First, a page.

4. Glycated haemoglobin (HbA1c); It’s a very sensitive test that diagnoses as well as determine how well blood sugar is being managed. Haemoglobin is a substance in red blood cells that carries oxygen to tissues. It can also attach to sugar in the blood forming a substance called glycated haemoglobin or HbA1c. HbA1c levels equal or greater than 6.5% imply diabetes. Treatment


• There is currently no cure for diabetes. The condition, however, can be managed so that patients can live a relatively normal life. Treatment of diabetes focuses on two goals:


• keeping blood glucose within normal range and preventing the development of long-term complications.


• Careful monitoring of diet, exercise, and blood glucose levels are as important as the use of insulin or oral medications in preventing complications of diabetes.


• Non drug treatment (Diet and exercise) • Diet and moderate exercise are the first treatments implemented in diabetes. For many Type II diabetics, weight loss may be an important goal in helping them to control their diabetes.


A well-balanced, nutritious diet provides approximately 50-60% of calories from carbohydrates, approximately 10-20% of calories from protein, and less than 30% of calories from fat.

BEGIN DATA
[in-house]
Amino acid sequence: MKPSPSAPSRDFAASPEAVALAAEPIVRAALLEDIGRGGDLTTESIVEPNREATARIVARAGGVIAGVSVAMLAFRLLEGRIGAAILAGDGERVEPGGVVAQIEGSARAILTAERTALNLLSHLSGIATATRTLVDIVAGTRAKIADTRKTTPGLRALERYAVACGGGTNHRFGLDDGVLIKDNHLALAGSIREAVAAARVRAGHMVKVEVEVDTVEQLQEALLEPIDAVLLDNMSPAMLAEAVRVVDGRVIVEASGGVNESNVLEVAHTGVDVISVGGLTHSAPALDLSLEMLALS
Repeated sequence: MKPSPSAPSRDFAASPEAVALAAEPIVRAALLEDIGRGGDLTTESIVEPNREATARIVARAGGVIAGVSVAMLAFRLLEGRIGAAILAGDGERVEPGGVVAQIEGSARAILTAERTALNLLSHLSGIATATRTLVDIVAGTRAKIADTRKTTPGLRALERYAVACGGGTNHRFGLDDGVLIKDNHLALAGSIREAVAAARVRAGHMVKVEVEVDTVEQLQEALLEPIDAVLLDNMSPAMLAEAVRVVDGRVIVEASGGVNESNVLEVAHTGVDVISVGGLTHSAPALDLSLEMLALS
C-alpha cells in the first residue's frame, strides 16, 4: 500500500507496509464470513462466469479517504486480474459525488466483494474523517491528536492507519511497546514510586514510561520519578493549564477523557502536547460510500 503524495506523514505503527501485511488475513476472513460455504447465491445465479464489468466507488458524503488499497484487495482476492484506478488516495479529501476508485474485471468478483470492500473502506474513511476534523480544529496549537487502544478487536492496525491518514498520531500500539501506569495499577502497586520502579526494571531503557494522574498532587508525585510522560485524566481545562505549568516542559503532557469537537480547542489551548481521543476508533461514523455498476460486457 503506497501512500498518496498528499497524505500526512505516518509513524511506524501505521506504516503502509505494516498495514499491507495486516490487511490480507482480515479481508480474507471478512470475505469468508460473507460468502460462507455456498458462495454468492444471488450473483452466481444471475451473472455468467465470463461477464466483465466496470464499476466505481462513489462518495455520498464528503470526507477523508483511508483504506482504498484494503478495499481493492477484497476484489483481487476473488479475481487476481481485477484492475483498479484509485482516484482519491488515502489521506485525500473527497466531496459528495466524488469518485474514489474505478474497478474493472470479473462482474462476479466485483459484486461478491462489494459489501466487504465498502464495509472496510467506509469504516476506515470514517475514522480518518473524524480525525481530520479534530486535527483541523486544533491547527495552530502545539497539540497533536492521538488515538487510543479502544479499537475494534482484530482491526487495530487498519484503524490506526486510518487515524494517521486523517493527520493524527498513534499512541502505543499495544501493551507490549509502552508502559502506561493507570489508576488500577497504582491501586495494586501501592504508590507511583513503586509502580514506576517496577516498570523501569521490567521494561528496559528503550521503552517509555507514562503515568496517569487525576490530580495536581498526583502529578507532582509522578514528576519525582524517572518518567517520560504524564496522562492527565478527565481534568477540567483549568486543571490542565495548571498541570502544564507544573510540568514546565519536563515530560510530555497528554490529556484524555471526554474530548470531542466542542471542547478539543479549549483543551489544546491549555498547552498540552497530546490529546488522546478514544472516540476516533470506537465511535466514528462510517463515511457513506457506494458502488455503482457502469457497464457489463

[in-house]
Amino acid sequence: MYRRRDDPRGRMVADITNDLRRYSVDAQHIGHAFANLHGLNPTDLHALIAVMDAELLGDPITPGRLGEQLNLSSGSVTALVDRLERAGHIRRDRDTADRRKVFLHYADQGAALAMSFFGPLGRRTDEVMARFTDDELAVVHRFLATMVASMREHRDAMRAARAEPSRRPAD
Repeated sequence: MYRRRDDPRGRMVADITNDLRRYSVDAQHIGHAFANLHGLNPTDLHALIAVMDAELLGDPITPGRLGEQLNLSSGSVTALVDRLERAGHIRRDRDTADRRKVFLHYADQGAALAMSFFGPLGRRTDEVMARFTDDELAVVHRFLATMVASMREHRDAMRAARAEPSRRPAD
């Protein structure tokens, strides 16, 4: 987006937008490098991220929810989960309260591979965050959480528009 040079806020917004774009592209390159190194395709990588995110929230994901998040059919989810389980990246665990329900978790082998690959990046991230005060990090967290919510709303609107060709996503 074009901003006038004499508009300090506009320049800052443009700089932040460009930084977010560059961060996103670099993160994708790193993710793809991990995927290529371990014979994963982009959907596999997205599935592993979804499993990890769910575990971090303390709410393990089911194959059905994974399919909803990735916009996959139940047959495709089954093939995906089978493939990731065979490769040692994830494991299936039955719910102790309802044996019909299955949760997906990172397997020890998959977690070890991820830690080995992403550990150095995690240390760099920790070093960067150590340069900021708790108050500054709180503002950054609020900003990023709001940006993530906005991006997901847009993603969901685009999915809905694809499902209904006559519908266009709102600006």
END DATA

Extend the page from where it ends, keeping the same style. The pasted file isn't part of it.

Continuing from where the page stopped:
The number of calories required by an individual depends on age, weight, and activity level. The calorie intake also needs to be distributed over the course of the entire day so surges of glucose entering the blood system are kept to a minimum. It is usually advisable to consult a Nutritionist or Dietician.



• For many Type II diabetics, weight loss is an important factor in controlling their condition. The food exchange system, along with a plan of moderate exercise, can help them lose excess weight and improve their overall health. Complications of diabetes


1. In the eyes; cataract, blindness. It’s the leading cause of blindness in adults.


2. In the Kidneys; leading cause of endstage renal disease


3. In the brain; increased risk of stroke


4. In the heart; increased risk of death from cardiovascular events


5. In the peripheral nerves; it’s the leading cause of non traumatic amputation of the lower extremities How to prevent diabetes


• In Type 1 diabetes, the pancreas produces little or no insulin; Genetics, certain viruses, and other factors are contributory, this type is not preventable.


• In type 2 diabetes, pancreas produces some insulin, but not enough to power the body.


The good news is that it’s largely preventable mainly by doing the following;


• Eat less refined sugar and fewer refined carbohydrate


• Practice portion control.


• Eat a high-fiber diet.


• Limit your processed-food intake.


• Eat whole grains.


• Drink water often.


• Exercise regularly.


• Maintain a healthy weight.


• Be active.


• Stop smoking.


In conclusion DM is not a death sentence.

People with DM can live long healthy lives with good treatment compliance.